“We Have an Orphan”
“We Have an Orphan” – Edward Nollau
As I write this month’s column, my heart is still filled with joy from Easter celebrations this year. Just last week a friend and I were in the office reflecting on how good it was to see church pews filled with families after several years of muted and virtual Easter gatherings. At South Euclid UCC on Easter Sunday, Pastor Courtney Clayton Jenkins preached from the point of view of Simon Peter, describing the various emotions he would have experienced mourning the death of Jesus on Silent Saturday, wrestling with sadness and despair at what to do while sitting in that space between Christ’s crucifixion and resurrection; what to do in the perceived absence of Jesus. After hearing this message, I reflected on how the challenges of our time can feel as if we are sitting in a perpetual state of despair, the news playing like a broken record of mass killings, political unrest, global conflicts, climate shifts, hunger, health, and wealth disparities and more. Does God see what is happening? Will God act or has God forsaken us?
Asking myself these questions, I thought of the story of Rev. Louis Edward Nollau, pastor of St. Peter’s Evangelical Church in St. Louis in the mid-nineteenth century. At that time St. Louis suffered three cholera epidemics and two major fires that killed 20 percent of the population, resulting in a great number of children being orphaned. When Nollau passionately proposed to St. Peter’s Church the founding of an orphanage, a church member protested, “But, Pastor, we don’t have what we need to start an orphanage.” Nollau responded, “Yes we do. We have an orphan.” The St. Peter’s members must have viewed their situation as hopeless, witnessing death move all around them, helplessly wondering when God would act to alleviate their suffering. However, Rev. Nollau recognized this crisis as a chance for God to work through the church, using whatever resources they had knowing God would provide the increase. In 1861 the German Protestant Orphan’s Home was incorporated, and over 160 years later the organization, now known as Every Child’s Hope, still provides outstanding services for emotionally challenged children and youth in the St. Louis area.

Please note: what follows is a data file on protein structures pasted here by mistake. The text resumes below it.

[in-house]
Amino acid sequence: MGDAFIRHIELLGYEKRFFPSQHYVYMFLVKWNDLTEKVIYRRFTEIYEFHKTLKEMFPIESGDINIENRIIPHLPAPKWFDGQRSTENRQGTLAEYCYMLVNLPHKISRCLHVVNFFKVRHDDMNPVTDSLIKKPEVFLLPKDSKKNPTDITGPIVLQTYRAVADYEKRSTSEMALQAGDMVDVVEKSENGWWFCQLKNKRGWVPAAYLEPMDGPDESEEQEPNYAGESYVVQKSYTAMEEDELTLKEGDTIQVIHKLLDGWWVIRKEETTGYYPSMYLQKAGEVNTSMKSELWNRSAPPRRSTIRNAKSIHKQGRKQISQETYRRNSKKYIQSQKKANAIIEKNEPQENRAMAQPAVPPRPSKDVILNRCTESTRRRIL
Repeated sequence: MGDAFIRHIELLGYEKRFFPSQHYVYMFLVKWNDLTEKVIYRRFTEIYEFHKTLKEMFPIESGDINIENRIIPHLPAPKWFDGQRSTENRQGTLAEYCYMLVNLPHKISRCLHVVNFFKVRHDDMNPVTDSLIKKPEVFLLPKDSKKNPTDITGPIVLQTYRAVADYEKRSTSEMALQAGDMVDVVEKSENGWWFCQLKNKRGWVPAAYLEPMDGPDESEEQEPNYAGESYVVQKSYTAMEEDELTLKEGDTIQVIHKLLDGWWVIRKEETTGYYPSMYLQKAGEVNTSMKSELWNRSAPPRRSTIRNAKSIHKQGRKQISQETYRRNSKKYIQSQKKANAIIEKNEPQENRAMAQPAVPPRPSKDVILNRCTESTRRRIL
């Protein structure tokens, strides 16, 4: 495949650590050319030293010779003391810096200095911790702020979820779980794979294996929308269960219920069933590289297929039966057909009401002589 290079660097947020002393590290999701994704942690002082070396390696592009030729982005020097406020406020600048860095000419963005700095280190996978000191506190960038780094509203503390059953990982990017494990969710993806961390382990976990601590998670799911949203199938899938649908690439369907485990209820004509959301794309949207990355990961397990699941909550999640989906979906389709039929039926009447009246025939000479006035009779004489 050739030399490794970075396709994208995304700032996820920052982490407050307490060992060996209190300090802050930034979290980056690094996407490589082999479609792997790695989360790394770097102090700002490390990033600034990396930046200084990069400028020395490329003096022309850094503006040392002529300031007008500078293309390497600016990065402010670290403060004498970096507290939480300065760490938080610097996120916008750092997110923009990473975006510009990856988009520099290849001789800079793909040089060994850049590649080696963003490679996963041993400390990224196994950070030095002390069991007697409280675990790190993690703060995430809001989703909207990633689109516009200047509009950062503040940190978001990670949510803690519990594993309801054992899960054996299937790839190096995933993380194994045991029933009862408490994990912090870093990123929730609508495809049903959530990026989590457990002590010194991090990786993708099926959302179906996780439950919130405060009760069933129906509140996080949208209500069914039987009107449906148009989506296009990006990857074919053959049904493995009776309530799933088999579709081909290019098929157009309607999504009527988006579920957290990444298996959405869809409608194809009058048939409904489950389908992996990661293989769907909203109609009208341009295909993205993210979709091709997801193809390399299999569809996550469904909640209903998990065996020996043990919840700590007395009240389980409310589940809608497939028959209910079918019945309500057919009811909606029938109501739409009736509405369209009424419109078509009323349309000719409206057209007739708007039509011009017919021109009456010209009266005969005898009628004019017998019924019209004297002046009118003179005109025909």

Edward Nollau and the church responded to the call to help one orphan, and over time that act of faith grew into a ministry that has helped thousands of youth in St. Louis for over a century. This is just one story out of hundreds in CHHSM’s history. Ministries across the country who acted boldly in their time to address pressing community needs, providing a living example of what can be accomplished when you “use what you got” as Pastor Jamesetta Ferguson of St. Peter’s UCC and founder of MOLO Village in Louisville often says.
How then are we to respond to the growing food crisis, housing crisis, mental health crisis, education crisis, healthcare crisis, environmental crisis, and the many other crises impacting our beloved communities today? Following Nollau’s example we are to confidently use what God has already provided to us, knowing that God will provide the increase. Thousands of churches and CHHSM agencies are already on the front lines in their communities every day, and you can use our find a provider tool to connect with CHHSM agencies and ask how you can help further their mission and/or refer someone in need. And if you have a church ministry, CHHSM is a great resource for you. Our ministries are stronger together, so connect with us as we collectively use our blessings to serve a world that is hurting.
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